HL Deb 10 July 1991 vol 530 cc1396-9

2.59 p.m.

The Viscount of Falklandasked Her Majesty's Government:

Whether they will support any plans by local authorities to transfer public libraries to private enterprise.

Lord Hesketh

No, my Lords.

The Viscount of Falkland

My Lords, I thank the noble Lord for that reply. I am not sure whether it will reassure old people in particular, for whom the public library is in some cases almost a lifeline when they lose their mobility. Does he feel that the Government are fulfilling their obligation under the Public Libraries and Museums Act 1964 to maintain an efficient and comprehensive service? If there is a move towards transferring public libraries to private enterprise, will the Government be able to fulfil that obligation?

Lord Hesketh

My Lords, the noble Viscount has in some ways anticipated my reply. In the Public Libraries and Museums Act 1964 this issue is sacrosanct. The reality is that, if there is a possibility of competitive tendering to increase efficiency and to provide more funds elsewhere, the Government support it. However, as he rightly pointed out, the Public Libraries and Museums Act 1964 clearly sets out the statutory responsibilities of local authorities.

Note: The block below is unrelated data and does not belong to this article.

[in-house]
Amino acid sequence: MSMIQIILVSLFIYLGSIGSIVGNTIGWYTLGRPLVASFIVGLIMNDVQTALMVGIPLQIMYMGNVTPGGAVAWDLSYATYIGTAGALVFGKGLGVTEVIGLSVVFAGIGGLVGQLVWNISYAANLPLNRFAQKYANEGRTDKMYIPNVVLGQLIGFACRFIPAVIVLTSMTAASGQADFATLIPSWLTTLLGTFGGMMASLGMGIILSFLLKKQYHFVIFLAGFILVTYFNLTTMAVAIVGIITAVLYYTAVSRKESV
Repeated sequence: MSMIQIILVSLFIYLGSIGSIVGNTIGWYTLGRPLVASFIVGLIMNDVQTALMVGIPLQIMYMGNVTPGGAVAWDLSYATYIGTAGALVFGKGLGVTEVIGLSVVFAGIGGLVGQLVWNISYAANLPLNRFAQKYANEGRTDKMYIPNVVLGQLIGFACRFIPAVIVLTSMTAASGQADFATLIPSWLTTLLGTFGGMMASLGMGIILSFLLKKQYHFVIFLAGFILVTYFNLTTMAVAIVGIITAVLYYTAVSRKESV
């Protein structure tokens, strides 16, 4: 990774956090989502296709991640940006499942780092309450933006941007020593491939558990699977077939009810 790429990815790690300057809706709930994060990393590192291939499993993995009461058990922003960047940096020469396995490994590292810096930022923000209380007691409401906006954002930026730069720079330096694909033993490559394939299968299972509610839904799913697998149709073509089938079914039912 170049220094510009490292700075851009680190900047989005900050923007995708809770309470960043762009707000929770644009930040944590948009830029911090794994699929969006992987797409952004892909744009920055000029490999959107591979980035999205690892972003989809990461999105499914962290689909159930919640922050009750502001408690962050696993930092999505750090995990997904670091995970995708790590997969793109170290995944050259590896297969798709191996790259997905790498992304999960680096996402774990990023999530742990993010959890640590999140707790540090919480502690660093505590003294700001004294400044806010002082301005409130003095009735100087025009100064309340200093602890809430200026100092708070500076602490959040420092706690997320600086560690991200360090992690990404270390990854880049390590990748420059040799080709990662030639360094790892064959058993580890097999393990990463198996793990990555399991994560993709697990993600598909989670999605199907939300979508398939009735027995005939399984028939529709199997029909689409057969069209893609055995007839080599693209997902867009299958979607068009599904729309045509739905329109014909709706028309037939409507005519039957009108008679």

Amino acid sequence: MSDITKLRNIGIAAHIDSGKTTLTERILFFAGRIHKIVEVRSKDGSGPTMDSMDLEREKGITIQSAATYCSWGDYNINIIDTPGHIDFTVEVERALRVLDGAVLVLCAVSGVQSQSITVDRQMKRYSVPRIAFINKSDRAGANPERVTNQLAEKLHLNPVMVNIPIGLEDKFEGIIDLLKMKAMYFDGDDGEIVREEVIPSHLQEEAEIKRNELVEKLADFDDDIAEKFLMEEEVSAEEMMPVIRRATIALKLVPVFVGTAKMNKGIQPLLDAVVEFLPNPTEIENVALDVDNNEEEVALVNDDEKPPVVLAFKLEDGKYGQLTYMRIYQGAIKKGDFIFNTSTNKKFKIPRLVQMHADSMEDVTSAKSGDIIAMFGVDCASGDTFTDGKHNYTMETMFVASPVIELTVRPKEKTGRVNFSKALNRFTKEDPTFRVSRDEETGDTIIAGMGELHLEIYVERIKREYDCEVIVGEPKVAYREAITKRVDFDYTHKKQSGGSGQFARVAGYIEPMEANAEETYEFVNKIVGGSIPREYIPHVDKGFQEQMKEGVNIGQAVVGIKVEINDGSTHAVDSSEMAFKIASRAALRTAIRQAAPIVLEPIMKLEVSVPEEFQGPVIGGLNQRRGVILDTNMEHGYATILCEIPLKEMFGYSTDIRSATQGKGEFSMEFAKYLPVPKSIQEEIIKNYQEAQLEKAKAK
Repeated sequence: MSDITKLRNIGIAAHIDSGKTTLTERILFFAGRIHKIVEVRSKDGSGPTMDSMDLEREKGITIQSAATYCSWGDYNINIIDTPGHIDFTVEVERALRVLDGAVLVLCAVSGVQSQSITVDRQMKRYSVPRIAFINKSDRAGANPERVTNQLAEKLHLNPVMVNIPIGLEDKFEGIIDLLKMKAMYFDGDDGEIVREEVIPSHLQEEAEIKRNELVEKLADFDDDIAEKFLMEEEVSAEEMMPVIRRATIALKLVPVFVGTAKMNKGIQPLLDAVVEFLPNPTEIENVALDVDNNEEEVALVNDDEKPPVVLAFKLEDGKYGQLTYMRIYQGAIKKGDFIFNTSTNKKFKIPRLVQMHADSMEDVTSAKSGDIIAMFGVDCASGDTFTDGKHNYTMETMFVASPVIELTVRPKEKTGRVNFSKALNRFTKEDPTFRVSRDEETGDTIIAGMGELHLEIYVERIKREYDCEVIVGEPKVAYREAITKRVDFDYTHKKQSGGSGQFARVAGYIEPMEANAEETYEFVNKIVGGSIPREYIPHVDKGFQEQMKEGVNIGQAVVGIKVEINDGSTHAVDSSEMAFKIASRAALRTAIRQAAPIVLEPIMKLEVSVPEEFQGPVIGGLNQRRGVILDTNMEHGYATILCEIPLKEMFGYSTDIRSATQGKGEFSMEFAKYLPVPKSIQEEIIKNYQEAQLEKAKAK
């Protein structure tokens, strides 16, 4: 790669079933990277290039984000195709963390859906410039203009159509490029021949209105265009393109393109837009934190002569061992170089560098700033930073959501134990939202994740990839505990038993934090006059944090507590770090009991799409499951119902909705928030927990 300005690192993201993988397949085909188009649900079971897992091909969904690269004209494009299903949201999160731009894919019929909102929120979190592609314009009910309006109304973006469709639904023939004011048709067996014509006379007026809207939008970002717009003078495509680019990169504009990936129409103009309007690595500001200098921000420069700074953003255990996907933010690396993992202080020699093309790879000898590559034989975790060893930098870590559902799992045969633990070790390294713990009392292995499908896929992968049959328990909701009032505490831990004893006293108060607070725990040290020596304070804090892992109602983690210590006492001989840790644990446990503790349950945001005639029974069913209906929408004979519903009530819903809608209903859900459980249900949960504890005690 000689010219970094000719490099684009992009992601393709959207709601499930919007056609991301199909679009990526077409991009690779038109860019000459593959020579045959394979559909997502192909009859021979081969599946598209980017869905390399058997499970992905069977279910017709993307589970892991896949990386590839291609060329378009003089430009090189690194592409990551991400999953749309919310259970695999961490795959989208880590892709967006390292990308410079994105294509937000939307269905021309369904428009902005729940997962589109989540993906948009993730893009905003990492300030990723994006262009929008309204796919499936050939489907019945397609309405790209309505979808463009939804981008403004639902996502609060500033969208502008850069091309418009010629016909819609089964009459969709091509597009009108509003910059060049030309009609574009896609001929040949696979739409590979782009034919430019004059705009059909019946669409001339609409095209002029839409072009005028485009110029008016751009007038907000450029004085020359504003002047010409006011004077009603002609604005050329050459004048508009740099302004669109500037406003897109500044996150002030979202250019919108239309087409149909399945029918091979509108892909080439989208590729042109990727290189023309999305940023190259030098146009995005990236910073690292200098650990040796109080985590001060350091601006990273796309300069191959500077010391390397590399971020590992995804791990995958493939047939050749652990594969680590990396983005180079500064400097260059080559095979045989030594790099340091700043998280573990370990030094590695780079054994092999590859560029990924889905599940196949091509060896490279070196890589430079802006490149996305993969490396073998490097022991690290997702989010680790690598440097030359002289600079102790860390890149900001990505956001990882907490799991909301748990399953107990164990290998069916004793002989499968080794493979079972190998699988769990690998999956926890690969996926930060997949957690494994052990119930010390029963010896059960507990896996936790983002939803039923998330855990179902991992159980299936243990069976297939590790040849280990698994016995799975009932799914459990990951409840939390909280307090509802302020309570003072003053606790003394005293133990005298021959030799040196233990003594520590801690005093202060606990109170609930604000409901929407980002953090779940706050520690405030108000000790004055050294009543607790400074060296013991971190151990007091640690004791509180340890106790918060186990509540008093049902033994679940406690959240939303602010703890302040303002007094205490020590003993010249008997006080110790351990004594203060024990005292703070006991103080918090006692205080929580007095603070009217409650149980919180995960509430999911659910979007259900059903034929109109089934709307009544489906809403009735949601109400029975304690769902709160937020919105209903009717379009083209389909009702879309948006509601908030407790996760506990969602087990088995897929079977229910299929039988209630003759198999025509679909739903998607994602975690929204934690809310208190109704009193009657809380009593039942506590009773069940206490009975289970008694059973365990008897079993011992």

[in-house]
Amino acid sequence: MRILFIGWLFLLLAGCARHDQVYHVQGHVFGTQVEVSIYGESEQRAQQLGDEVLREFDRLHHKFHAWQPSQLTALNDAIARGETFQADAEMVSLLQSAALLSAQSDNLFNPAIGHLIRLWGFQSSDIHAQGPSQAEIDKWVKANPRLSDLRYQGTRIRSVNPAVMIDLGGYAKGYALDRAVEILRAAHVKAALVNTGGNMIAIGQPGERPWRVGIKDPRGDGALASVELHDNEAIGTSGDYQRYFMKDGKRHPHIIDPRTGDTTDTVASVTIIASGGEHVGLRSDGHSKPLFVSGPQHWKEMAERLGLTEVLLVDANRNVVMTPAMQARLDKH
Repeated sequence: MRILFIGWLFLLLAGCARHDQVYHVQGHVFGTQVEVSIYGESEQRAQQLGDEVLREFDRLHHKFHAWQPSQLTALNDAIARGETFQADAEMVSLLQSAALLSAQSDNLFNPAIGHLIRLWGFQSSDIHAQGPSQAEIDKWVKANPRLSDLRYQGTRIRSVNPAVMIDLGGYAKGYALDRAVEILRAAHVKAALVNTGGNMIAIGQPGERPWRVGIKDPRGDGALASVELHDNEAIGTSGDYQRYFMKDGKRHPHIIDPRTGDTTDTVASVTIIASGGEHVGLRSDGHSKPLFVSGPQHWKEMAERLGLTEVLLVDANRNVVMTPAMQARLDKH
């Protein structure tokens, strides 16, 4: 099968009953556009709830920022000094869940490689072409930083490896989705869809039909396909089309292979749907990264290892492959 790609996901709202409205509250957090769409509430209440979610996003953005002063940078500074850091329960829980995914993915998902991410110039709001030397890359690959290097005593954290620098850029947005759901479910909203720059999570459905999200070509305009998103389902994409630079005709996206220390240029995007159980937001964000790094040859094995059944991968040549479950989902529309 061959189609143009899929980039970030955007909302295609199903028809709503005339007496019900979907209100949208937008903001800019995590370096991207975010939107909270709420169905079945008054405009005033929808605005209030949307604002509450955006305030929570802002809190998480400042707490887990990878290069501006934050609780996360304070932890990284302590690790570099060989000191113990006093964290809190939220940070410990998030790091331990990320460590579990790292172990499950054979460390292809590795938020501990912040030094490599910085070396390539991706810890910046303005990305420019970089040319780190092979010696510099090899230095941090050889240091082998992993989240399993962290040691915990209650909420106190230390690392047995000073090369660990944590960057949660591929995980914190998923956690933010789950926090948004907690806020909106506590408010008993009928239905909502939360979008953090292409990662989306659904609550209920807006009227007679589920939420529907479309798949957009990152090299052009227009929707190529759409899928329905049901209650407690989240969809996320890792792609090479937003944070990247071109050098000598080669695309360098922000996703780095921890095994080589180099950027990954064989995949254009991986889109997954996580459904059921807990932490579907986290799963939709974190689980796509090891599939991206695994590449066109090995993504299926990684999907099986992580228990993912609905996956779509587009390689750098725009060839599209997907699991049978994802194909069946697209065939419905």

Lord Bottomley

My Lords, does the Minister agree that this is one of the most reactionary suggestions made in the House for some time? Is it not an insult to Carnegie and other public spirited people who provided these libraries which have served the community for so long and will, I hope, continue to do so for many years to come?

Lord Hesketh

My Lords, in truth it would be fair to say that there can be no more capitalist or privatised library than any Carnegie Library founded by the great man.

Lord Beloff

My Lords, in intervening I must declare a financial interest as the recipient of a tiny income through the admirable Public Lending Right Act. It seems to me that the Minister might go a little further. What worries many people is reports of councils which find that they are trespassing into the private field by engaging in activities such as hiring out videos, whatever they may be, and other similar activities and neglecting what the noble Lord, Lord Bottomley, pointed out is their historic purpose of making serious reading available without charge to every man, woman and child in this country.